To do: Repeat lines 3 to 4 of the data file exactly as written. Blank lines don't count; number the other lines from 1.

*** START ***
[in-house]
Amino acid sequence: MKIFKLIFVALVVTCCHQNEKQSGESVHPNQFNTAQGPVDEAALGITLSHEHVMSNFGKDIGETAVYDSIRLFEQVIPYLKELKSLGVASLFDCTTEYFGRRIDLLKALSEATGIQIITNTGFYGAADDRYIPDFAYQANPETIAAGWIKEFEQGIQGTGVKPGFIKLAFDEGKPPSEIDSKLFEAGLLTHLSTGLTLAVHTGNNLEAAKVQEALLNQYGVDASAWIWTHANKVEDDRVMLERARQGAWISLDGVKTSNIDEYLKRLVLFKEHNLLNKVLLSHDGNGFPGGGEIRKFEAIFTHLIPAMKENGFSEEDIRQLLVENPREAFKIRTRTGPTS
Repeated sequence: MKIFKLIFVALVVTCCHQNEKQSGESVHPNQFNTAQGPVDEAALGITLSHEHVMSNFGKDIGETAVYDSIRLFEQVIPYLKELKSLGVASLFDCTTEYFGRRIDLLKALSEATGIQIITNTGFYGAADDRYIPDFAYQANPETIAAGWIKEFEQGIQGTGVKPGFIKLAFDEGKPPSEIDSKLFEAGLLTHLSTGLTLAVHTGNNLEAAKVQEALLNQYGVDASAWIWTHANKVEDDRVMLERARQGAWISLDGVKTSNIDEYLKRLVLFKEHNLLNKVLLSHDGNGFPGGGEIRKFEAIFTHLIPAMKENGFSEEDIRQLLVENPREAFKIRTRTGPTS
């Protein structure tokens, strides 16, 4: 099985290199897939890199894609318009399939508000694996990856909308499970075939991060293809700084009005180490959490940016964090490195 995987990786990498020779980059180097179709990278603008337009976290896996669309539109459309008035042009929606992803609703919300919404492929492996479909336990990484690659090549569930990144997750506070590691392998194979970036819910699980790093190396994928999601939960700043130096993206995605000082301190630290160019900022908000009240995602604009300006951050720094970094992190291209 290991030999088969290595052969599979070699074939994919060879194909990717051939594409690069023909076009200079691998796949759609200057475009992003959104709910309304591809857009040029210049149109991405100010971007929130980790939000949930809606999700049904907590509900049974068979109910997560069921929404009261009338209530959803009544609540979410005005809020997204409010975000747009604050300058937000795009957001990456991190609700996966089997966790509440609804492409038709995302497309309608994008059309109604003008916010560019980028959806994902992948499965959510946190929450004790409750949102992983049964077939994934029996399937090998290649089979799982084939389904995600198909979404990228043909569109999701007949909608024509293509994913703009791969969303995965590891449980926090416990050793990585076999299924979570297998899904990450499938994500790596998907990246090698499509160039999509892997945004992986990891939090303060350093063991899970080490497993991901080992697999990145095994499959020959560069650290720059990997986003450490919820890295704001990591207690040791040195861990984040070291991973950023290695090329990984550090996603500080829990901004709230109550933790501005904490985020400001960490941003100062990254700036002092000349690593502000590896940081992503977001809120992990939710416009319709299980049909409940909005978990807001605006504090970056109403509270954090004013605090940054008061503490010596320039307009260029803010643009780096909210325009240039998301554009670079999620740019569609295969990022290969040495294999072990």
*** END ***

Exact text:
Repeated sequence: MKIFKLIFVALVVTCCHQNEKQSGESVHPNQFNTAQGPVDEAALGITLSHEHVMSNFGKDIGETAVYDSIRLFEQVIPYLKELKSLGVASLFDCTTEYFGRRIDLLKALSEATGIQIITNTGFYGAADDRYIPDFAYQANPETIAAGWIKEFEQGIQGTGVKPGFIKLAFDEGKPPSEIDSKLFEAGLLTHLSTGLTLAVHTGNNLEAAKVQEALLNQYGVDASAWIWTHANKVEDDRVMLERARQGAWISLDGVKTSNIDEYLKRLVLFKEHNLLNKVLLSHDGNGFPGGGEIRKFEAIFTHLIPAMKENGFSEEDIRQLLVENPREAFKIRTRTGPTS
């Protein structure tokens, strides 16, 4: 099985290199897939890199894609318009399939508000694996990856909308499970075939991060293809700084009005180490959490940016964090490195 995987990786990498020779980059180097179709990278603008337009976290896996669309539109459309008035042009929606992803609703919300919404492929492996479909336990990484690659090549569930990144997750506070590691392998194979970036819910699980790093190396994928999601939960700043130096993206995605000082301190630290160019900022908000009240995602604009300006951050720094970094992190291209 290991030999088969290595052969599979070699074939994919060879194909990717051939594409690069023909076009200079691998796949759609200057475009992003959104709910309304591809857009040029210049149109991405100010971007929130980790939000949930809606999700049904907590509900049974068979109910997560069921929404009261009338209530959803009544609540979410005005809020997204409010975000747009604050300058937000795009957001990456991190609700996966089997966790509440609804492409038709995302497309309608994008059309109604003008916010560019980028959806994902992948499965959510946190929450004790409750949102992983049964077939994934029996399937090998290649089979799982084939389904995600198909979404990228043909569109999701007949909608024509293509994913703009791969969303995965590891449980926090416990050793990585076999299924979570297998899904990450499938994500790596998907990246090698499509160039999509892997945004992986990891939090303060350093063991899970080490497993991901080992697999990145095994499959020959560069650290720059990997986003450490919820890295704001990591207690040791040195861990984040070291991973950023290695090329990984550090996603500080829990901004709230109550933790501005904490985020400001960490941003100062990254700036002092000349690593502000590896940081992503977001809120992990939710416009319709299980049909409940909005978990807001605006504090970056109403509270954090004013605090940054008061503490010596320039307009260029803010643009780096909210325009240039998301554009670079999620740019569609295969990022290969040495294999072990």